Join Kevin Skoglund for an in-depth discussion in this video Project setup, part of Easy PHP Projects: Measurement Conversion.
- Throughout the upcoming chapters, we're going to be learning how to perform measurement conversion using PHP. I'm going to be focusing on a selection of primary measurement types. We're going to look at length and distance, area, volume and capacity, weight and mass, speed, and temperature. There are many, many other measurement types, but these six are the most common, I believe, so we're going to focus on those. Here's some examples of some of the other measurement types. You could have acceleration, density, energy, force, frequency, light, power, pressure, or torque, and there are, of course, many more besides even these.
As we'll discover, though, the same principles can be applied to any measurement conversion. Let's begin by setting up our project files. The first thing you want to do is identify where your web document root directory is. That is, where's the place that you can put your PHP files in order to bring them up in a browser? For me, on my Mac, that's going to be inside my user directory inside my Sites directory, and you can see I've already got some files in there. We're going to be going over those. Now, if you're using MAMP or WAMP or another package like that, you may have a different web document root.
You want to adjust so that you use your web document root instead. Inside my Sites directory, you can see that I've got another directory called convert, and it has three files in it. I'm going to open those up in project view inside my text editor. I'm using TextMate. Regardless of what text editor you're using, you probably can drag that directory on top of the icon for the text editor in order to open it up in project view. This is a feature that many text editors offer. If not, it's okay for you to open up as single files as well.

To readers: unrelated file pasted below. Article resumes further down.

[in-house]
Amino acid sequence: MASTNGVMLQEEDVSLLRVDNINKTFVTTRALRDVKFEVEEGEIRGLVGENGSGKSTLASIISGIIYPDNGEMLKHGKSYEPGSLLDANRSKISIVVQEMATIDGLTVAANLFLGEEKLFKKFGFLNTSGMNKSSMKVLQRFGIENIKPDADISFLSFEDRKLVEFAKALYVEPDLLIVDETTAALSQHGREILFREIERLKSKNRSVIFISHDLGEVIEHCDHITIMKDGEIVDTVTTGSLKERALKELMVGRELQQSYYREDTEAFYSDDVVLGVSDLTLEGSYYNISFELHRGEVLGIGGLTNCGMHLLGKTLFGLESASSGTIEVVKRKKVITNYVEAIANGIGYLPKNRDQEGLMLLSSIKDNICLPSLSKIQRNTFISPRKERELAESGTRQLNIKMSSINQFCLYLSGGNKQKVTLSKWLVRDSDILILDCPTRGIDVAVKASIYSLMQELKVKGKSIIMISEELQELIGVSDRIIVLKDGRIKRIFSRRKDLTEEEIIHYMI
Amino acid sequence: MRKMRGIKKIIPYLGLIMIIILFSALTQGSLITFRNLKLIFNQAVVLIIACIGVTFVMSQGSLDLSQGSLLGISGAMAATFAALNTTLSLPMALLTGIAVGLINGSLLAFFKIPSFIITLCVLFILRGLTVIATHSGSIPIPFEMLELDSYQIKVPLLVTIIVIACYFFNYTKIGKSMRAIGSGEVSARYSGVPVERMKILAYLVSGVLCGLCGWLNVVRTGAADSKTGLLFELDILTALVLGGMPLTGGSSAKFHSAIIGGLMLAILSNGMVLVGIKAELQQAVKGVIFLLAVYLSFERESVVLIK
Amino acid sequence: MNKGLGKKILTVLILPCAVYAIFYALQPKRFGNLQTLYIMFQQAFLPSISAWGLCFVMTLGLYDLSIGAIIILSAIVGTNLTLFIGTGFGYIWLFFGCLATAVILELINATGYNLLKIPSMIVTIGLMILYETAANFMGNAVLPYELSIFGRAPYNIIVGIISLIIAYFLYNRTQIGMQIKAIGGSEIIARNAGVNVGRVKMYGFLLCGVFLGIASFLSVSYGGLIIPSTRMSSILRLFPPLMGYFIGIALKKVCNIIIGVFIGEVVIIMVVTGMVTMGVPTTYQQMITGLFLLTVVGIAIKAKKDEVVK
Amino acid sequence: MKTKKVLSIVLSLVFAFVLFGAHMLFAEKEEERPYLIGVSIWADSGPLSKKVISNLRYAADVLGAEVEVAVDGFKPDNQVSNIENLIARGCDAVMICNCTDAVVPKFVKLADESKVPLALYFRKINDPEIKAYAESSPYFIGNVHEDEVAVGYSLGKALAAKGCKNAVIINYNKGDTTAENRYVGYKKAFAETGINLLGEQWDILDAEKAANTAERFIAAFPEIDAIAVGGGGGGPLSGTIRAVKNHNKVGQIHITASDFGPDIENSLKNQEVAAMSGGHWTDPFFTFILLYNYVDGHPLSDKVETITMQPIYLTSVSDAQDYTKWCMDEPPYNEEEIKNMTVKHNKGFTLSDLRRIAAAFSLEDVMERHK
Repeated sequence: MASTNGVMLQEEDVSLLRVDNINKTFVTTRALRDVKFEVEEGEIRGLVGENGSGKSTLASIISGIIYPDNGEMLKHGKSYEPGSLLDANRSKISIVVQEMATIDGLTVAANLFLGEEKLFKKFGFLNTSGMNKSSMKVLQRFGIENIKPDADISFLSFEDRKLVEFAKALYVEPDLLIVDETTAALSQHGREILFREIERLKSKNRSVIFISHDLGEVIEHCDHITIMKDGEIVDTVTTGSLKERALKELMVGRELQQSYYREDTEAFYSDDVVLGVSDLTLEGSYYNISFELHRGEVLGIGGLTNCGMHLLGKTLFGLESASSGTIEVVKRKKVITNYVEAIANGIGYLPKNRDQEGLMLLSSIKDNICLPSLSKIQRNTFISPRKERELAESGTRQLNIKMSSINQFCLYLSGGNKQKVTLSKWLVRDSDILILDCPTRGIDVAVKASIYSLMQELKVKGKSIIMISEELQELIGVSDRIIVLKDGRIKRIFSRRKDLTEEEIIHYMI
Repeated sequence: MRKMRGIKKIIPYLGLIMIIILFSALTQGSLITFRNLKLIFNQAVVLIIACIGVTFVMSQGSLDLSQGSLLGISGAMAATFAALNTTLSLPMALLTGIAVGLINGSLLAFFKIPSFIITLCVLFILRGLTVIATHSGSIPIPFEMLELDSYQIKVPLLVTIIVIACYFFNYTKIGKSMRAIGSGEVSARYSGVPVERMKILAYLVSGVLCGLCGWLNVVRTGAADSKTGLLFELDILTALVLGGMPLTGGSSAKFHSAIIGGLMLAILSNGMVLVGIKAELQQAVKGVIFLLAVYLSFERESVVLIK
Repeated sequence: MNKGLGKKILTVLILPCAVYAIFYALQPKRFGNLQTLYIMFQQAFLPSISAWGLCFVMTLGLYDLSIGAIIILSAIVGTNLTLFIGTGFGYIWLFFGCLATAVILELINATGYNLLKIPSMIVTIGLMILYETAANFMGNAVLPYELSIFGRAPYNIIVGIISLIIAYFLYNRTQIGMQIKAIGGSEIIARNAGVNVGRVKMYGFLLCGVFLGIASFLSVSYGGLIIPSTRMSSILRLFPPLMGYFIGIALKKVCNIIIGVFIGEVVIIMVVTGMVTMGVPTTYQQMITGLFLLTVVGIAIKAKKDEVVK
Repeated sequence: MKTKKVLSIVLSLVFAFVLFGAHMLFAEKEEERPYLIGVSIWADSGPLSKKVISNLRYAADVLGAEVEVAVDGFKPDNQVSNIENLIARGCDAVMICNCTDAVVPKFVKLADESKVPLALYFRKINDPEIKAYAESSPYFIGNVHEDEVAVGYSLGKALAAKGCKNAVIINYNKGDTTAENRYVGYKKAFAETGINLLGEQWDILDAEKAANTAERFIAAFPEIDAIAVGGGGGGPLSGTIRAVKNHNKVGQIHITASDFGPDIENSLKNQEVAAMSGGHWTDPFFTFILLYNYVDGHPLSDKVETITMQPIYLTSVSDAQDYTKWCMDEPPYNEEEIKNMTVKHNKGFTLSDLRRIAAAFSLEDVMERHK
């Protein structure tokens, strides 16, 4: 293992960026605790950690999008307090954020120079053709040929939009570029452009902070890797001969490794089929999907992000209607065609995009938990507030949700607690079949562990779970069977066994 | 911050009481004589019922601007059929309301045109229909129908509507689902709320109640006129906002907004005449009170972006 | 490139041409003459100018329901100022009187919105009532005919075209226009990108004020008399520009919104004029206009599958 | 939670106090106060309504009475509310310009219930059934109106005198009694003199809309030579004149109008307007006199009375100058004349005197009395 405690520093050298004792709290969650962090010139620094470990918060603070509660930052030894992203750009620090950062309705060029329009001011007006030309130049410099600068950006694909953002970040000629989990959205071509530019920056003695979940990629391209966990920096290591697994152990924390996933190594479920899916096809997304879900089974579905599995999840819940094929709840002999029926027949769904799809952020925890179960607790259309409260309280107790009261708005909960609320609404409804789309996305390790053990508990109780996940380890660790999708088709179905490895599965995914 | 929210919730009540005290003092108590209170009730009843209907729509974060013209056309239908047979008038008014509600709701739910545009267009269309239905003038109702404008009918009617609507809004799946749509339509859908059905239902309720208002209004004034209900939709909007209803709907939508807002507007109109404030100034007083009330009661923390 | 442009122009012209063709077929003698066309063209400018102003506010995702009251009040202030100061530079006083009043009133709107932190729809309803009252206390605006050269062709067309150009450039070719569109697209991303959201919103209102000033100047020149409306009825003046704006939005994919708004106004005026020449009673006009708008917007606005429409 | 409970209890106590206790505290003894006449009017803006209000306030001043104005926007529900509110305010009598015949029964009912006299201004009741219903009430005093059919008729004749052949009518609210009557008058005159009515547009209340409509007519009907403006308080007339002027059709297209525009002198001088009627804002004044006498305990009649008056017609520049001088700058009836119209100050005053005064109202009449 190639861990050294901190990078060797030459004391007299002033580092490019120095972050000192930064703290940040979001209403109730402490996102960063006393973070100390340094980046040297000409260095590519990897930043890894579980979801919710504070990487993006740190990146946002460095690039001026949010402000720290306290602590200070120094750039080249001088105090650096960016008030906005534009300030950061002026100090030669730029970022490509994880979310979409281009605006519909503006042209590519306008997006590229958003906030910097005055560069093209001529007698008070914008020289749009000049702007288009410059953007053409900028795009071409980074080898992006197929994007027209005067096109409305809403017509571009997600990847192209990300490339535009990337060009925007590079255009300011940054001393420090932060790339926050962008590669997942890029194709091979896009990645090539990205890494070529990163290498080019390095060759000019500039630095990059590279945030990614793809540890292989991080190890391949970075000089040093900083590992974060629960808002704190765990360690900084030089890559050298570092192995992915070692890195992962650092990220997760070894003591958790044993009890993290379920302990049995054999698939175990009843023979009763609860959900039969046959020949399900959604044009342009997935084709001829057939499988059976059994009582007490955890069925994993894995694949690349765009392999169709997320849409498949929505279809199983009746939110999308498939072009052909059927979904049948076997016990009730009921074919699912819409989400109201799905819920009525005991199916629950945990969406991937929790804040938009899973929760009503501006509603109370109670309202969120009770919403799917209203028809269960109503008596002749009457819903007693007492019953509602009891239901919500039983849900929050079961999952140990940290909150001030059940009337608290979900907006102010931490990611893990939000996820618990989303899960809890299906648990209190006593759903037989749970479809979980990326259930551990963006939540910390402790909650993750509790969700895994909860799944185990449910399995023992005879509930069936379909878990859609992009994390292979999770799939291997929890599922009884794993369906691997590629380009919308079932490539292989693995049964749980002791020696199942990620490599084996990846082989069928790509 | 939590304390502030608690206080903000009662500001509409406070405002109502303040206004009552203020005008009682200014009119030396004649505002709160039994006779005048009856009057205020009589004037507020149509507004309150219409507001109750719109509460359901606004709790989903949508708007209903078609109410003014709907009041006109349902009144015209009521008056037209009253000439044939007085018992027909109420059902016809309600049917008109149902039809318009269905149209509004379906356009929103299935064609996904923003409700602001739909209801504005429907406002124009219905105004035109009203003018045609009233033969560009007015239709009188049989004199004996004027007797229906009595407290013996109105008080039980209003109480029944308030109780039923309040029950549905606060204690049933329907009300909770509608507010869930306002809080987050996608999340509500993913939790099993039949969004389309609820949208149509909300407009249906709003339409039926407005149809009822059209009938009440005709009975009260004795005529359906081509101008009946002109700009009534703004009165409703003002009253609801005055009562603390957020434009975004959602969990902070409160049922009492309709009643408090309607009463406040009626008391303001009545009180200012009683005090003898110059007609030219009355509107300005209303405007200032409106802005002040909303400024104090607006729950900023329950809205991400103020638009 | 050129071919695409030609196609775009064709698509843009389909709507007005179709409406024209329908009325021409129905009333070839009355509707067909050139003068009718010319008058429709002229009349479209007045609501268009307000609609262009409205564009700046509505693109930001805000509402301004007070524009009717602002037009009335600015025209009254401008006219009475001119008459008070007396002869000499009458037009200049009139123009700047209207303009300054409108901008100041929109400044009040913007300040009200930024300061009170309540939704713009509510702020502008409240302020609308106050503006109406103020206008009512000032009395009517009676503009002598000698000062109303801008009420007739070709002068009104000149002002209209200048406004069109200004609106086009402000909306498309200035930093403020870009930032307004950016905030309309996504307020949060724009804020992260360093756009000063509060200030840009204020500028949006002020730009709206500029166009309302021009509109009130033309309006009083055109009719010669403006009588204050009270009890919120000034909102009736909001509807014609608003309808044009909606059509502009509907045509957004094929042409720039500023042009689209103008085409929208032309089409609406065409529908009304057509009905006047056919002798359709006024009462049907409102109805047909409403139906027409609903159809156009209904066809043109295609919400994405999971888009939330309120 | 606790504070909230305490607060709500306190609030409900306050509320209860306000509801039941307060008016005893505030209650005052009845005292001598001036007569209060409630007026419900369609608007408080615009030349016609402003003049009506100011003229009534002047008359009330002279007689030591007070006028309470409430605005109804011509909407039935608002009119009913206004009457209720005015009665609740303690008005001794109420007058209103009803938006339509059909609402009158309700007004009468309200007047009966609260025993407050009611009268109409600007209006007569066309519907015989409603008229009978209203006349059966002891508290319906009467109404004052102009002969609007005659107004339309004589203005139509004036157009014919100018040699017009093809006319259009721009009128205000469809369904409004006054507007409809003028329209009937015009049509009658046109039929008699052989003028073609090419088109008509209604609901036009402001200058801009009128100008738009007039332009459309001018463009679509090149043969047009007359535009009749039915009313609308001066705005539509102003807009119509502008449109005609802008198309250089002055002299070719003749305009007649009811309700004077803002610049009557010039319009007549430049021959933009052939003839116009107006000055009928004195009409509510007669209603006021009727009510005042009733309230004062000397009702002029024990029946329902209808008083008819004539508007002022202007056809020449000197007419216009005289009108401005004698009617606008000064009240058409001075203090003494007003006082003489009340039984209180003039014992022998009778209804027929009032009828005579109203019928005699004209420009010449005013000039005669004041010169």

It just doesn't give you this nice menu over here to the side and tabs that let us navigate between the files, which we're going to be using. So let's take a look at what's in there. First, we've got index.php. That's the default page for this directory. By default, index.php is what should be loaded up automatically, and this is going to be our menu page that will let us select between different types of conversions. If you take a look, you can see that it's just basic HTML. You can pause the movie if you need to copy it down. Notice that it has a link here to the styles.css document.
We're going to be looking at that in just a moment, and then it's got a menu here of measurement types. You can see that inside each of these li's I have a link that will link to the different types. For example, length and distance, which links to length.php. You can see over here on the left that I've got that file here as well. We can take a look at that by looking at the other tab. I've also got placeholders for some pages that we haven't created yet. We'll come back and create those later, but we've gone ahead and given ourselves a menu as a jumping off point to each of the different types that we're going to be learning about.
Then if you click on length.php, you can see what a typical conversion page is going to look like. Again, it's basic HTML. It links to styles.css. It has a very similar structure except that now it has a form here. So inside the form, let's take a look at that. The form is going to submit to itself because its action is empty. It's going to be a post request, and you can see that I've got a div for entry here, another div for entry here, and inside both of those I've got a label that says from, an input area, that's a text field input for the from value, and a select option that let's me pick the units that I want to convert from and to.
So this will allow me to type in a value and choose a from unit and then also choose a to unit, and we'll use PHP to come up with the to value and populate that text area with that value. And then I've got a submit button at the bottom, and if we scroll past the closing form tag, you'll see that I've got a link here that just takes me back to the menu, which is index.php. Remember, you can pause the movie if you want to copy that down. These are also available in the exercise files. Before we take a look at styles.css, let's actually bring this page up in the browser since the styles will make more sense if you actually can see them first.